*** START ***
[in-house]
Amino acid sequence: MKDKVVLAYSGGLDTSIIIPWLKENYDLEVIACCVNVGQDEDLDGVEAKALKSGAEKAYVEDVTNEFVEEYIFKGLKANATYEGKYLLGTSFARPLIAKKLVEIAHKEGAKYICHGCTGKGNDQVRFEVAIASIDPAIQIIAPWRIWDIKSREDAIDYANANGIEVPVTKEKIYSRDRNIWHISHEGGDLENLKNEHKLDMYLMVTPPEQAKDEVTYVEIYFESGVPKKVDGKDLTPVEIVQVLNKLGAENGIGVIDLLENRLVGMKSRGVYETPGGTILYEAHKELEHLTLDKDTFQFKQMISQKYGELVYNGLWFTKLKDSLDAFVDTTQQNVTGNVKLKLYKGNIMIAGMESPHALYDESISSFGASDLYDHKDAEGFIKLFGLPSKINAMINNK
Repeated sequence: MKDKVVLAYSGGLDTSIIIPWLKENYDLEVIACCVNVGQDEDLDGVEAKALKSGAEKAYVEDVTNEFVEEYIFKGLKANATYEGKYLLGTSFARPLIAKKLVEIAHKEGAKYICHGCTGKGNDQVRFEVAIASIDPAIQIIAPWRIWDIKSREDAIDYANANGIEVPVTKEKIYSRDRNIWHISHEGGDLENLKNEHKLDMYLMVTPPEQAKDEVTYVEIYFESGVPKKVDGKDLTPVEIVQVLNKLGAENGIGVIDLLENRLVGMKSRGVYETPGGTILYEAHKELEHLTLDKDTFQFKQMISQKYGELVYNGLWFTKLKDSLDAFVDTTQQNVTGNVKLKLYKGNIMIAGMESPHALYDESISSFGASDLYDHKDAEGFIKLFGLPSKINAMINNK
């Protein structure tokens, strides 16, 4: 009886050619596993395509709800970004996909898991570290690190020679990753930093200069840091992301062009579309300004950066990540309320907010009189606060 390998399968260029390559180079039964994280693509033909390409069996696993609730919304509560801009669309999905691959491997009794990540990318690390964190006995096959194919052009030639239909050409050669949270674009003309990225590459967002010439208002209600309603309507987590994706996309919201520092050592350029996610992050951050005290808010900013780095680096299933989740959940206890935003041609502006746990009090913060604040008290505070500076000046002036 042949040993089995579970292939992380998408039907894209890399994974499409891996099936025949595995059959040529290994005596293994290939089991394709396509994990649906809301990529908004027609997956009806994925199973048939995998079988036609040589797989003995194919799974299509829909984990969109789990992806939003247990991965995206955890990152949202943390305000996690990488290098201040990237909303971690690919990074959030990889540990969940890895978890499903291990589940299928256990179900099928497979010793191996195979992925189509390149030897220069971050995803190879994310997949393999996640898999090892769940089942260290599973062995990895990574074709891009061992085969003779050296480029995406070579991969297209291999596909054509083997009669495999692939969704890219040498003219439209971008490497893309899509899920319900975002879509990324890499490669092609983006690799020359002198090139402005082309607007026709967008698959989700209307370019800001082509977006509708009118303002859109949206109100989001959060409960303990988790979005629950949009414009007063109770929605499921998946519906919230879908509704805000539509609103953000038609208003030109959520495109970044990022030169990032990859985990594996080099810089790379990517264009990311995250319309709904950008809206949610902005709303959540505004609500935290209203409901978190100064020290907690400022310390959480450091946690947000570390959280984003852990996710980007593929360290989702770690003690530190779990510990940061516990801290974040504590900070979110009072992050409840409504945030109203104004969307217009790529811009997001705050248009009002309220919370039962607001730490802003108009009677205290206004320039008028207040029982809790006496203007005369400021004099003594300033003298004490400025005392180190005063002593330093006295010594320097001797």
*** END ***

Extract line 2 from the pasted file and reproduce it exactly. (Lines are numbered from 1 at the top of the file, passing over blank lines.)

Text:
Amino acid sequence: MKDKVVLAYSGGLDTSIIIPWLKENYDLEVIACCVNVGQDEDLDGVEAKALKSGAEKAYVEDVTNEFVEEYIFKGLKANATYEGKYLLGTSFARPLIAKKLVEIAHKEGAKYICHGCTGKGNDQVRFEVAIASIDPAIQIIAPWRIWDIKSREDAIDYANANGIEVPVTKEKIYSRDRNIWHISHEGGDLENLKNEHKLDMYLMVTPPEQAKDEVTYVEIYFESGVPKKVDGKDLTPVEIVQVLNKLGAENGIGVIDLLENRLVGMKSRGVYETPGGTILYEAHKELEHLTLDKDTFQFKQMISQKYGELVYNGLWFTKLKDSLDAFVDTTQQNVTGNVKLKLYKGNIMIAGMESPHALYDESISSFGASDLYDHKDAEGFIKLFGLPSKINAMINNK